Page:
The Storyteller by Jodi Picoult hooked me from the beginning. Sage, the grand-daughter of Minka, a Holocaust survivor, befriends an old man in a grief group. Sage is battling guilt of her own when she meets 95 year old Josef, who is dealing with his own demons. When he confesses he was a Nazi war criminal in his previous life, she is torn between helping him die as he requests, or turning him in to the FBI. Her real struggle, of course, is dealing with her own ideas of guilt, forgiveness, and moving on with life. I loved the alternating narration from the different characters, the voices from the past, as well as the interweaving of Minka’s vampire story told by her character, Ania. Coming from the standpoint of an author, I can’t imagine what kind of planning, research, and editing this book required to achieve this flawless final product.
My favorite aspect of this book was the allegory of the vampire story-within-the-story, which attempted to work out the complicated moral issues of Aleks, the vampire, who was evil, not by his own choice, but because of circumstances which paralleled Josef’s life experiences. The almost supernatural way, Minka, recognized these issues when everything in her experience should have closed her off to these nuances of character dilemmas, and how she incorporated them into her story almost unconsciously was a nice touch. However, the suggestion that Aleks could not help his murderous instincts, and relating this to boys who were recruited by the Nazis being conditioned to become killers against their wills, was a disturbing, and I’m not sure fair, comparison.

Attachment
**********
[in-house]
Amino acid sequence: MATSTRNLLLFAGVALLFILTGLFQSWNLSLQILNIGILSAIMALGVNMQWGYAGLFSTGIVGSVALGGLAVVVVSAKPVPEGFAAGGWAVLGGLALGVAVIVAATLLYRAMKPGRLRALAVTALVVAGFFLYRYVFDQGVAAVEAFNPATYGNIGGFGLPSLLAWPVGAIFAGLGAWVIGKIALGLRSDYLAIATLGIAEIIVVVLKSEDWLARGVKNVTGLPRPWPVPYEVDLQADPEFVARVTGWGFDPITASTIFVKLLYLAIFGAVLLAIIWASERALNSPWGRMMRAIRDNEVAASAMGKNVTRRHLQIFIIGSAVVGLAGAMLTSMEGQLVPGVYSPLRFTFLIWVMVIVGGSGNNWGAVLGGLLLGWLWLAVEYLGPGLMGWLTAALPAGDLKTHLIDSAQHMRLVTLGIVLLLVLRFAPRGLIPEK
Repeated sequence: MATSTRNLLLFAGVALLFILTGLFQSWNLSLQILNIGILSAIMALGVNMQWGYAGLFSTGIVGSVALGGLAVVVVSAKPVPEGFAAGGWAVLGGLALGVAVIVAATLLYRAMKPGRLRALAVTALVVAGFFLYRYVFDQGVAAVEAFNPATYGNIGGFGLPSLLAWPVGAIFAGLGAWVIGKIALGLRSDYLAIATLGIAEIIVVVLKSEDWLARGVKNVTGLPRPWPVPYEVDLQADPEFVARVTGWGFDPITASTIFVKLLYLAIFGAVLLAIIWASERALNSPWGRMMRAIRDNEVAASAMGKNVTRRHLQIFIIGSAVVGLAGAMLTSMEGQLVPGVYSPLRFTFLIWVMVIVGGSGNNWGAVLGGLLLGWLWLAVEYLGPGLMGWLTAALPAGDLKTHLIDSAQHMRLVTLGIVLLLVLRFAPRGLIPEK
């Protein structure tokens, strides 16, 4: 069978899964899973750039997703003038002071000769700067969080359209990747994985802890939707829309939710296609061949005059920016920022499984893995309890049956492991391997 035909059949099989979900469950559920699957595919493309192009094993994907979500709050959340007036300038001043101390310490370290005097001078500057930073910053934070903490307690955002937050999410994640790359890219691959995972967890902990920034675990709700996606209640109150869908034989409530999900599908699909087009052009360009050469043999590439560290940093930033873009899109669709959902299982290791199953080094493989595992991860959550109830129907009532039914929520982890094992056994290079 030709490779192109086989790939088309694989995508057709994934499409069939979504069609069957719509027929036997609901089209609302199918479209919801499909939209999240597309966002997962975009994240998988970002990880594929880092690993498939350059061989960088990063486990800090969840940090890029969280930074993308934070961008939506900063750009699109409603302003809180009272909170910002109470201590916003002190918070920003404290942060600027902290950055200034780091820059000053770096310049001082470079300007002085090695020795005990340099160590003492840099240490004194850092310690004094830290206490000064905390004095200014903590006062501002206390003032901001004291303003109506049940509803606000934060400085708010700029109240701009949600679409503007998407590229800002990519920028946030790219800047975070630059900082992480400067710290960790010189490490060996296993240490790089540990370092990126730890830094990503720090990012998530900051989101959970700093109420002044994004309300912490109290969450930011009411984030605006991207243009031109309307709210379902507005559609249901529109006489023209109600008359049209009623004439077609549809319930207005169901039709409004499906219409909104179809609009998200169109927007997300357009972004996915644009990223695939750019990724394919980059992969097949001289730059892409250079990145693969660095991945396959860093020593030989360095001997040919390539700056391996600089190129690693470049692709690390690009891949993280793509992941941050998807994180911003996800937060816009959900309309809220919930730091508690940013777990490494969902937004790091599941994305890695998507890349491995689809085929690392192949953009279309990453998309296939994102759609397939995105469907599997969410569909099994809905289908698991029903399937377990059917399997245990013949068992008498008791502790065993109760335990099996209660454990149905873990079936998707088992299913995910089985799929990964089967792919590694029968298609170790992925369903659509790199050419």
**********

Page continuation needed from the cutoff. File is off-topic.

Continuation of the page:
I also liked how the detailed description of the baking of bread was a metaphor for life, love, and even death. The love Minka’s father exhibited in his careful baking for Minka, how he fed the community, the community’s soul-starvation when he is gone, despite the presence of other food, the actual physical need for bread as sustenance, paralleled with Sage’s own drive to express what is going on in her heart and soul with her baking all serve as a beautiful, and at times subliminal, undercurrent of meaning in the story.
Minka’s narrative section in the novel was difficult to read. It took me a long time to get through it because it was so well-told and intense that I had to take frequent breaks from it. Picoult does, however, handle this narrative with sensitivity, insight, and respect. The plot twists are done smoothly and can be predicted if the reader is paying attention, but are no less satisfying in the end.
All in all, I appreciate the literary value of this novel. It asks important questions such as what creates a monster? Can they be redeemed? Should they be forgiven? Or is that disrespectful to their victims? What is justice? Is it in our hands? How do we move on from tragedy? How do we dispense justice without becoming the monster ourselves? Is everyone both good and evil? This book requires an honest look at these issues, and frankly, may muddy the water more than clarify it, but it accomplishes what great literature should do; it makes you think about it. 5 out of 5 stars.–Christina Knowles